His colleague Sammy Wilson raged: "Every time she comes back here with her tail between her legs, she humiliates the British people – when will she stand up to the EU?"

What happens next after PM scraps vote on Brexit deal?

THERESA May's Brexit strategy is in tatters after she was forced to pull tomorrow's Commons vote.

The future is now uncertain – with a new deal, No Deal Brexit or even a second referendum possibly on the table.

Mrs May this afternoon confirmed that the vote is delayed, with Commons Leader Andrea Leadsom set to announce the parliamentary procedure used to pull the motion from the agenda.

The PM is then scheduled to travel around Europe pressuring EU leaders to give her a better deal ahead of a summit in Brussels starting on Thursday.

Dozens of MPs have said they can never vote for the withdrawal agreement unless it offers a guarantee that Britain can't be trapped in the backstop.

If she succeeds in tweaking the deal, it could return to the Commons either next week or after Christmas, with January 21 the deadline.

But the Government could still lose the rearranged vote – which would trigger a letter from Mrs May setting out the way forward.

MPs would be free to amend the PM's statement, directing ministers to adopt a different strategy such as calling a second referendum.

Or the Government could adopt a radically different strategy such as pivoting to a "Norway-style" Brexit which keeps Britain in the single market.

But without MPs agreeing on a new path, Britain will be on course to crash out of the EU without any deal.

Mrs May's own position could also be under threat – Labour have threatened to call a vote of confidence in Parliament which would topple the Government.

And the PM will face a challenge to her leadership of the Tory party if 48 of her colleagues write letters calling for her to go.

And pro-EU Tory MP Anna Soubry told The Sun: "I fear we are becoming the laughing stock of the world."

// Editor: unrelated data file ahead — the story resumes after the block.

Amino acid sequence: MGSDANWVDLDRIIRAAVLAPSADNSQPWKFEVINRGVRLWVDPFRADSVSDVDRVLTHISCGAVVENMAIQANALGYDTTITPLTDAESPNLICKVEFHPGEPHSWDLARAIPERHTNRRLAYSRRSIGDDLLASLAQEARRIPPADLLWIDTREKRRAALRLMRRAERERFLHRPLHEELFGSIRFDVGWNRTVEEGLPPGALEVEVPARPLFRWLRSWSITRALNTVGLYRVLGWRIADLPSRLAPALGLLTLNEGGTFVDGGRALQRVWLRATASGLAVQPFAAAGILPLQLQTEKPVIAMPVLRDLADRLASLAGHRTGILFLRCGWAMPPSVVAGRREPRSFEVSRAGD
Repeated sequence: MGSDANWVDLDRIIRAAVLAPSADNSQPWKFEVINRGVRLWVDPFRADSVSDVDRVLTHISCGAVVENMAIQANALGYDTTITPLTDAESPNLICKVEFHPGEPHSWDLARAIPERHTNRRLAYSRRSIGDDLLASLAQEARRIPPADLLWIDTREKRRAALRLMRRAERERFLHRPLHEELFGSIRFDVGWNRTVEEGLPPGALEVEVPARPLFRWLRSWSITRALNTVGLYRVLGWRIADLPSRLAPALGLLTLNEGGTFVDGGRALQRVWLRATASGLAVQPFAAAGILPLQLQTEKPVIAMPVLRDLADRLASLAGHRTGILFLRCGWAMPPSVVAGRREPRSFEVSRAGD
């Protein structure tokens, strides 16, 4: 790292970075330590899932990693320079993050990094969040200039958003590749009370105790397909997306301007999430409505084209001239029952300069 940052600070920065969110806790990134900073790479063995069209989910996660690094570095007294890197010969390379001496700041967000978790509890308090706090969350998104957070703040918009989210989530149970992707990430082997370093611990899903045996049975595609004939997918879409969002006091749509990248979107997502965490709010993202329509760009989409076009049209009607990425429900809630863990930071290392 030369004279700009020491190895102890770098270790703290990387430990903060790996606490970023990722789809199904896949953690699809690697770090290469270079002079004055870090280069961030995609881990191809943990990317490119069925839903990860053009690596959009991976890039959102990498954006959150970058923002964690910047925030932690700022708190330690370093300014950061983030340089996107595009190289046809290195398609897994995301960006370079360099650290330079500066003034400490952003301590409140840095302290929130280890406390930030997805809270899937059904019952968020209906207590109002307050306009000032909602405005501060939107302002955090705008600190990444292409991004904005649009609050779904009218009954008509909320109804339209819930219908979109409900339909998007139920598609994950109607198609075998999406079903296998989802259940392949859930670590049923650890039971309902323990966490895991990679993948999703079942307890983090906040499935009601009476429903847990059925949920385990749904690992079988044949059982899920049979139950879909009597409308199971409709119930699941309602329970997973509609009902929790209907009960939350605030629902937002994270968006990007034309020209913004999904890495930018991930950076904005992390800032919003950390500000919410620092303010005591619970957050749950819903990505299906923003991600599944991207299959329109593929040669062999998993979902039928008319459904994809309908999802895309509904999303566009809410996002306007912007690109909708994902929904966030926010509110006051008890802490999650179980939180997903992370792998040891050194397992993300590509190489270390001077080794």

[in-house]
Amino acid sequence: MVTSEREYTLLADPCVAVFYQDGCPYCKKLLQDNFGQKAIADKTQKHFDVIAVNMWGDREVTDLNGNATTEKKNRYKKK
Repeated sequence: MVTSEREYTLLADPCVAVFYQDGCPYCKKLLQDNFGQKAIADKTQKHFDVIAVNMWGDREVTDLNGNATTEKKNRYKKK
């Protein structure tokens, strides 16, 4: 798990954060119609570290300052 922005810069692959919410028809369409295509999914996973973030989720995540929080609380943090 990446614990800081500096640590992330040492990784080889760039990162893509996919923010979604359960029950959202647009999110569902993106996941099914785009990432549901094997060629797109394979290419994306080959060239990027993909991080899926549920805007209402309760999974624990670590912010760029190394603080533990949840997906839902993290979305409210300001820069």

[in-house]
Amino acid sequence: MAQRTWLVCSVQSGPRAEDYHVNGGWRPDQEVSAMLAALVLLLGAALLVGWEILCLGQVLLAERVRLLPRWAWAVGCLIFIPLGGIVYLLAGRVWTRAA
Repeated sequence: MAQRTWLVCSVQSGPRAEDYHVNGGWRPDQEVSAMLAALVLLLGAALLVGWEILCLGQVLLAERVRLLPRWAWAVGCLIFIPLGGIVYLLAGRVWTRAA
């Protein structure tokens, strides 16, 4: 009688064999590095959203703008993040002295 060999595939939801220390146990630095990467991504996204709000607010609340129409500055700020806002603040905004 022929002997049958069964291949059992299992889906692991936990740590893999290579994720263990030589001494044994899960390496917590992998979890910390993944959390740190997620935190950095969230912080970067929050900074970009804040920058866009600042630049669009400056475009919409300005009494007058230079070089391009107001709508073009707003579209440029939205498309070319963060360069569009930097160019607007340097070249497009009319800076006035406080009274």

But when she was accused of "bottling it" by pulling her vote, the PM hit back saying: "If I was bottling it, I wouldn't have come to this chamber and been on my feet already for two and a half hours."

This morning a No10 spokesman claimed Mrs May still intended to let MPs vote on her deal tomorrow.

But minutes later she spoke to the Cabinet in an emergency conference call – then announced she would be making a Commons statement.

It came after a string of weekend phone calls with European heads of state.

Mrs May called Angela Merkel, Ireland's Leo Varadkar, top Eurocrats Donald Tusk and Jean-Claude Juncker, and Dutch PM Mark Rutte.

The Sun was the first to report a week ago that the Government was considering pulling tomorrow's vote instead of suffering a public humiliation.

Ministers this morning insisted the PM did still have a chance of winning the vote – hours before it was pulled.

Foreign Office Minister Alan Duncan hit out at the "wreckers" and called for the Tories to unite behind Mrs May.

But Boris Johnson said the deal could be fixed as long as the PM ditched the backstop.

He wrote in the Daily Telegraph: "We are told that the EU does not even like the backstop.

"Well, if the EU doesn't like it, and the UK Government doesn't like it, and the British people don't like it, why on earth is it there? Let us get rid of it and move on."